This isn’t a discussion about the latest in rewards strategy, just plain old salary surveys. Compensation surveys have come a long way over my 30+ years in the profession. From 4” 3-ring binders with three sets of tabs stacked on top of 4-drawer file cabinets full of job descriptions, to the desktop access or even mobile device through the Cloud, with custom calculation capabilities, this profession has changed profoundly in so many ways. And yet some things haven’t changed at all, nor would I want them to.
Keeping with surveys, and since so many of us rely almost exclusively on market data to tell us what to pay jobs, let’s consider a few things that I wouldn’t want to see changed as well as opportunities for change:
1. I still want to see job descriptions in surveys with enough detail to do a good job matching. I’m not so concerned about whether I match the job right or not, I’m more concerned about whether YOU match it right. Remember, I’m buying YOUR data, not mine!
2. Speaking of matching, surveys that represent all the levels in a job family rather than just a few are definitely superior. Extrapolation and making decisions about “heavier” or “lighter” matches may appeal to some as “Art,” but I’ll take the Science when it comes to the data thank you.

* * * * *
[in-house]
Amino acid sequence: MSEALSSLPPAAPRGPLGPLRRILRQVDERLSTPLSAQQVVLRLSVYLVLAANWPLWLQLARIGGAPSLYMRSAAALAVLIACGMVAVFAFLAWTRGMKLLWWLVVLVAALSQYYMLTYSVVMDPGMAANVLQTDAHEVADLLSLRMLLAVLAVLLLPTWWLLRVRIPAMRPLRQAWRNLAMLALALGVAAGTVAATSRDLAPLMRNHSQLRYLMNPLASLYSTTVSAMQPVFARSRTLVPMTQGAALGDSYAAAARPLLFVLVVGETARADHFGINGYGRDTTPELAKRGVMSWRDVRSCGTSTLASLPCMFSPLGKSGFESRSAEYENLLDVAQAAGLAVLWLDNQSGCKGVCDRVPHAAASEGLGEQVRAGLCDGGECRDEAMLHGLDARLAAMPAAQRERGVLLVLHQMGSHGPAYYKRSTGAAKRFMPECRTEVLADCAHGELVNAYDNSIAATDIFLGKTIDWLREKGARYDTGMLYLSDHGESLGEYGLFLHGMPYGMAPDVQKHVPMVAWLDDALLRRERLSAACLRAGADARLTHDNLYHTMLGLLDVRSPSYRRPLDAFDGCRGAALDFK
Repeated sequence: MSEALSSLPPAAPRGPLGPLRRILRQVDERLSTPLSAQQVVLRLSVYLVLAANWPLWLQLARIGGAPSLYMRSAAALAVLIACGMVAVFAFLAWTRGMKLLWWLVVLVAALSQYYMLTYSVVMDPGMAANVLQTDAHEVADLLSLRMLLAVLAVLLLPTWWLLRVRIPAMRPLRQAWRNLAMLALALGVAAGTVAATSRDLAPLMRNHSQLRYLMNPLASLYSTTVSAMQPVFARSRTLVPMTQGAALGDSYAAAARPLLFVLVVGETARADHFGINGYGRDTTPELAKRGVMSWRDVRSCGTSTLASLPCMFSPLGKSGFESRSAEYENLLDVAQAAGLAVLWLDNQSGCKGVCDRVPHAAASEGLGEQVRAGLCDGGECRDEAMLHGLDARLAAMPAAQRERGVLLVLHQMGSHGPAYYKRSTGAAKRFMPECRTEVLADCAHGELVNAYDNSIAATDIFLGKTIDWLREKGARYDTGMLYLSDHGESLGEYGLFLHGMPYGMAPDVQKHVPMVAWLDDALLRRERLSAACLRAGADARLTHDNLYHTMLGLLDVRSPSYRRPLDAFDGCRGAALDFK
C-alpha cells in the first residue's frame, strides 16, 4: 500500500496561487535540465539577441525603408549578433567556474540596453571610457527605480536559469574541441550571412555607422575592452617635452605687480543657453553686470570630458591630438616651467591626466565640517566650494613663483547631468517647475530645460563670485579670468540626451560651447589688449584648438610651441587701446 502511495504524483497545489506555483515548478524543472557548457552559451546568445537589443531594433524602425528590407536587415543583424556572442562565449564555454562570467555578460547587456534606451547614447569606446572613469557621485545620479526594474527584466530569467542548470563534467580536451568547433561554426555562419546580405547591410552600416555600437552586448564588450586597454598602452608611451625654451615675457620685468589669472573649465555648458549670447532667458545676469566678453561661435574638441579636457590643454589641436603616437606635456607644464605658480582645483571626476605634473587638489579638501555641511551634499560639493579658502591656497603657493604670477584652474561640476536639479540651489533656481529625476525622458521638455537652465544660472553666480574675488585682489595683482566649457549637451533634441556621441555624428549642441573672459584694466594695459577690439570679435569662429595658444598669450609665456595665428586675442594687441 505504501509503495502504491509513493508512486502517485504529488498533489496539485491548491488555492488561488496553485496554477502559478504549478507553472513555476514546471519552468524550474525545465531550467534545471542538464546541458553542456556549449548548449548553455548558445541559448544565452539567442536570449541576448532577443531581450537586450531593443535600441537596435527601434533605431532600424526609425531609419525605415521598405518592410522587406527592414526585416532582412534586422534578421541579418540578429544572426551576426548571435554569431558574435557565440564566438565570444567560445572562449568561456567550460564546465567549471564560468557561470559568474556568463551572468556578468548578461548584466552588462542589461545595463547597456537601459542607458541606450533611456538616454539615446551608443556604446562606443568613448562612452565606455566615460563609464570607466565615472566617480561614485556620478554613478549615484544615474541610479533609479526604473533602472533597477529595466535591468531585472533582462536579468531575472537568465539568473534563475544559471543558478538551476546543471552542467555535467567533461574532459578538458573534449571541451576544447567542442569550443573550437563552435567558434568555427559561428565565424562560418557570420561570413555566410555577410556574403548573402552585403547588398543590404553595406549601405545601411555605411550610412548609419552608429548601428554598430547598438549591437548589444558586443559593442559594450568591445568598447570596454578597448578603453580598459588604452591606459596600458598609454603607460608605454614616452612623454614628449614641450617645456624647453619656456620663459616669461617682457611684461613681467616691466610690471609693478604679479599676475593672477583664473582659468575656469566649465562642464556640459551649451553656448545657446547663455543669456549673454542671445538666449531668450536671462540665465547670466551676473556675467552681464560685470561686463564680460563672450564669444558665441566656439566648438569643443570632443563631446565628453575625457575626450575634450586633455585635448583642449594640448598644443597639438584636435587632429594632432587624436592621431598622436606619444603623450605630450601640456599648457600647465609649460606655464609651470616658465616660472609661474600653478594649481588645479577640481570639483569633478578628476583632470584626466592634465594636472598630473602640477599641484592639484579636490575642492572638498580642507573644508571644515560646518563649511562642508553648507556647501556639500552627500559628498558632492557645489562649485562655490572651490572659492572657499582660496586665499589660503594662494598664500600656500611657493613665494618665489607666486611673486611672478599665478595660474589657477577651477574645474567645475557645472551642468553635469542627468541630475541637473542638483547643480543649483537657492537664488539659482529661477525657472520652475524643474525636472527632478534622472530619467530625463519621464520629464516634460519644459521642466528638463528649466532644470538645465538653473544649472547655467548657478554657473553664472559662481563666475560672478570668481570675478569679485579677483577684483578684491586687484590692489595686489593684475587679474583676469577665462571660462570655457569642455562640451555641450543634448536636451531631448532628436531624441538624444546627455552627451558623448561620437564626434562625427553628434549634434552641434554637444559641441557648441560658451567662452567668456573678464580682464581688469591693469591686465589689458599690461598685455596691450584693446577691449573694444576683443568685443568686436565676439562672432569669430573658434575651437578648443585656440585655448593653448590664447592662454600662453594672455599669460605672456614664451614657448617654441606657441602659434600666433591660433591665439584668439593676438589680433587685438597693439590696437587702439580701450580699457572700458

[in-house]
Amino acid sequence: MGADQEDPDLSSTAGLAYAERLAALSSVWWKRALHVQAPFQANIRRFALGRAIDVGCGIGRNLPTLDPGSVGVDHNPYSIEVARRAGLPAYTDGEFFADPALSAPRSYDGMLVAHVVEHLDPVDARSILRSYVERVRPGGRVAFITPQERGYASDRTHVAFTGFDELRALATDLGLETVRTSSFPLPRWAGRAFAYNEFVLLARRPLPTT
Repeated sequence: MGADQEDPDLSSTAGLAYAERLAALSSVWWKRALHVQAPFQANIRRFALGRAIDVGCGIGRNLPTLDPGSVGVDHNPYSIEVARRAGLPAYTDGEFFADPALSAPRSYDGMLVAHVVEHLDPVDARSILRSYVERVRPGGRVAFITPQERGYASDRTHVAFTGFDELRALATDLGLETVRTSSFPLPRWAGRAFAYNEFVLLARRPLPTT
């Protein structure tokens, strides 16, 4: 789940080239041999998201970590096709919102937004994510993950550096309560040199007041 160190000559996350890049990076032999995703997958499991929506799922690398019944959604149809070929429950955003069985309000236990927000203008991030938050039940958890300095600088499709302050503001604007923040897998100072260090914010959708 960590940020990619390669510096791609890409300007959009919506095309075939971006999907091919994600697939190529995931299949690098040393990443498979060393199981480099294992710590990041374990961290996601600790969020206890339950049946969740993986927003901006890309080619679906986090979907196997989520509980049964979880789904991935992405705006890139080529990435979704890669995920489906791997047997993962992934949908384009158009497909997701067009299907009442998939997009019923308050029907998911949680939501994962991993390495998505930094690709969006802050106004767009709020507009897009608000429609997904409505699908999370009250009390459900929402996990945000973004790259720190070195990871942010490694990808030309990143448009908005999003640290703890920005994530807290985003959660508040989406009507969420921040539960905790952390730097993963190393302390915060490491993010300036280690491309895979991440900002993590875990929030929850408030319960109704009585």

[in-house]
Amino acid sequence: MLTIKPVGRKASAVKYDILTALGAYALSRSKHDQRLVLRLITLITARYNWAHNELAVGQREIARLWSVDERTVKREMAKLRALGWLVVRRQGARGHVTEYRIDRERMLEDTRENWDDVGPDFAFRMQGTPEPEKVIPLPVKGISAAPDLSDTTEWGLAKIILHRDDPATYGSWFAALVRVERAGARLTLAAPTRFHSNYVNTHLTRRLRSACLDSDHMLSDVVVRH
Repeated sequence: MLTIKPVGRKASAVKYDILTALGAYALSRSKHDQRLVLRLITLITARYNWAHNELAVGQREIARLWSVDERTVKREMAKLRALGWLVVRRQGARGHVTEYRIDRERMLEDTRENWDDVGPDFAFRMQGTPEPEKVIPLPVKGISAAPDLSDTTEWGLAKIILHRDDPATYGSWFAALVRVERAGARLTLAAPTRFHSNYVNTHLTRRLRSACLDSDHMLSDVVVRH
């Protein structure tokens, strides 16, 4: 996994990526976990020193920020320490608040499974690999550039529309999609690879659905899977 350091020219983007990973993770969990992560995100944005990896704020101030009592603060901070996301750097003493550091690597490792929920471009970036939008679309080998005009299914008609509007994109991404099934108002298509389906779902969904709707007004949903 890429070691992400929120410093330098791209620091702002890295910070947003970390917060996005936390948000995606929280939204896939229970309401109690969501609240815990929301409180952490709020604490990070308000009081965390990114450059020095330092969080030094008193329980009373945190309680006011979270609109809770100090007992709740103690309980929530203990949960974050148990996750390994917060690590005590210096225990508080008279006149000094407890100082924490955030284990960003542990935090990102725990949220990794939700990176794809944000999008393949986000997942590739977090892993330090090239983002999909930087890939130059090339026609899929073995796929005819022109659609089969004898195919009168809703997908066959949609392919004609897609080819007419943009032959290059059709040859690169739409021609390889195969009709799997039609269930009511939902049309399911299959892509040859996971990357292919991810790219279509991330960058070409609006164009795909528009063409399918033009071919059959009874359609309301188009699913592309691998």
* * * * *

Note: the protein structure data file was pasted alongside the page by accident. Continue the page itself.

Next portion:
3. I believe survey providers owe it to all of us to keep us participating in their surveys every year, especially larger companies. On an overall basis it may not make a difference to the total data set in a large survey, but it can make a significant difference within a specific job family or a job. Surveys aren’t perfect, but it’s hard to run a compensation program if I also have to dig into all the why of seeing wild variability in data.
4. Percentiles matter. But we’re still approaching this like it’s all printed on paper. Percentiles are a calculated value, shouldn’t we be able to use a dropdown calculator of some sort to use the computing power available to us if we really have a need to know the 60th percentile rather than paying extra for that?
5. I’ve taught a few WorldatWork classes for a while now, and one of the topics questions I always ask the participants (typically early in career professionals) is, “who typically is responsible for completing salary surveys?” And the answer is nearly always, “the newest person.” That is, the person who probably knows the least about the work. Least seniority… new guy gets to do it, not me. Drives me nuts. Best thing I ever did in managing market intelligence was find someone who really enjoyed doing survey work and didn’t mind teaching others when they came along. But owned the work. Bless you Marleen!
One of the best innovations with surveys that has come along in the last few years is the understanding that there is so much more information that salary survey providers can give us because they have more data than just average salaries or percentiles. The more we as compensation practitioners understand that and push our survey providers – and our company leaders – towards that understanding, the more we’ll have the real strategic impact on our company’s success that we all yearn for.
I guess there was something regarding strategy in there after all.